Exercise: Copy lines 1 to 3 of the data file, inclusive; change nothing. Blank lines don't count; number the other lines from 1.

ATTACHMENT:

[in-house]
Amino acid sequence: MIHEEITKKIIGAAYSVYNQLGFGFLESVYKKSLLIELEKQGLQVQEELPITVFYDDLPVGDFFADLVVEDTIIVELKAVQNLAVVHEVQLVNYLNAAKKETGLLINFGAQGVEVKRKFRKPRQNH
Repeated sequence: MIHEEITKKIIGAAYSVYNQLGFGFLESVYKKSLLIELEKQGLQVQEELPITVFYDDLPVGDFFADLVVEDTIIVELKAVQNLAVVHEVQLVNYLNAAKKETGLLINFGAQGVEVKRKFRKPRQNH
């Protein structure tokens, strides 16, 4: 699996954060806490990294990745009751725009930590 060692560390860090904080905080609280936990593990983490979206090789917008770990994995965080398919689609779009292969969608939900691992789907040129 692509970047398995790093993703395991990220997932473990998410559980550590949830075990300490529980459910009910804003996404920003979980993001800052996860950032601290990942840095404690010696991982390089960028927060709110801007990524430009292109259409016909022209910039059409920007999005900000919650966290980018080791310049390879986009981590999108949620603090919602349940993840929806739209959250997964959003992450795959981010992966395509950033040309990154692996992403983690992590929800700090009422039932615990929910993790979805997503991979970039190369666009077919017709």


[in-house]
Amino acid sequence: MIHEEITKKIIGAAYSVYNQLGFGFLESVYKKSLLIELEKQGLQVQEELPITVFYDDLPVGDFFADLVVEDTIIVELKAVQNLAVVHEVQLVNYLNAAKKETGLLINFGAQGVEVKRKFRKPRQNH
Repeated sequence: MIHEEITKKIIGAAYSVYNQLGFGFLESVYKKSLLIELEKQGLQVQEELPITVFYDDLPVGDFFADLVVEDTIIVELKAVQNLAVVHEVQLVNYLNAAKKETGLLINFGAQGVEVKRKFRKPRQNH